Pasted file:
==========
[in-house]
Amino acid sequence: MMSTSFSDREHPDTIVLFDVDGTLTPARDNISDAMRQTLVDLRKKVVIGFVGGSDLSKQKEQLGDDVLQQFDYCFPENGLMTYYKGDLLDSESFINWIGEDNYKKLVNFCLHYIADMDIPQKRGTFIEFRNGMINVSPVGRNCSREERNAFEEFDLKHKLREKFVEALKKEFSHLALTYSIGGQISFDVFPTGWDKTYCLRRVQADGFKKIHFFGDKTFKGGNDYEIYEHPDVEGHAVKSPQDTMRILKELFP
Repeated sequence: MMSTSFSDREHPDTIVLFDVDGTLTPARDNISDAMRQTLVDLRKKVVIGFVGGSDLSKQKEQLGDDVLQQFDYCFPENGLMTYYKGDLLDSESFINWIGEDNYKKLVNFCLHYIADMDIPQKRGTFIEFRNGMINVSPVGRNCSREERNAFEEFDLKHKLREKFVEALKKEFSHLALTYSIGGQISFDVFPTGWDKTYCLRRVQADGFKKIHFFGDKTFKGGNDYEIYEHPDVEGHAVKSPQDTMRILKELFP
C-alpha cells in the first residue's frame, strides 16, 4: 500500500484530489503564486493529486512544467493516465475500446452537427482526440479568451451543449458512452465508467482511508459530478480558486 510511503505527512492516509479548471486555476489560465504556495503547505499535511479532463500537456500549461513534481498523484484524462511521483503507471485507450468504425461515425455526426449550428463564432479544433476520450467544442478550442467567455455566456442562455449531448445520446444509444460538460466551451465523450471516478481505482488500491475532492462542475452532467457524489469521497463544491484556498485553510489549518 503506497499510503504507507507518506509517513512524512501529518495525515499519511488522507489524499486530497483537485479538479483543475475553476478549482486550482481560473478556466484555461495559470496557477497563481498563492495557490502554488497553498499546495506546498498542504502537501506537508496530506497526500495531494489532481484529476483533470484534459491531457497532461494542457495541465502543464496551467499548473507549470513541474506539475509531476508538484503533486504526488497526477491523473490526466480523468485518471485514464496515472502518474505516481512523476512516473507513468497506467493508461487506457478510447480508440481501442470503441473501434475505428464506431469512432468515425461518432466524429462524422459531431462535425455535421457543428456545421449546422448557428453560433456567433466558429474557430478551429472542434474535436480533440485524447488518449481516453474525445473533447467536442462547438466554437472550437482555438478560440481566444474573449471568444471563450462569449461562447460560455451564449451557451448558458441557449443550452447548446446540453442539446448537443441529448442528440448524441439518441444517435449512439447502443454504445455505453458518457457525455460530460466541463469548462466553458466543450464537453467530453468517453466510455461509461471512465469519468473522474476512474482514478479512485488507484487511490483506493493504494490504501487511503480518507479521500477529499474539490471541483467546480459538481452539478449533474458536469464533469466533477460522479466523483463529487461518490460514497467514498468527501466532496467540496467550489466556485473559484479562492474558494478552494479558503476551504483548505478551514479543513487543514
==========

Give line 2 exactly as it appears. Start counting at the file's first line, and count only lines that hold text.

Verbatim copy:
Amino acid sequence: MMSTSFSDREHPDTIVLFDVDGTLTPARDNISDAMRQTLVDLRKKVVIGFVGGSDLSKQKEQLGDDVLQQFDYCFPENGLMTYYKGDLLDSESFINWIGEDNYKKLVNFCLHYIADMDIPQKRGTFIEFRNGMINVSPVGRNCSREERNAFEEFDLKHKLREKFVEALKKEFSHLALTYSIGGQISFDVFPTGWDKTYCLRRVQADGFKKIHFFGDKTFKGGNDYEIYEHPDVEGHAVKSPQDTMRILKELFP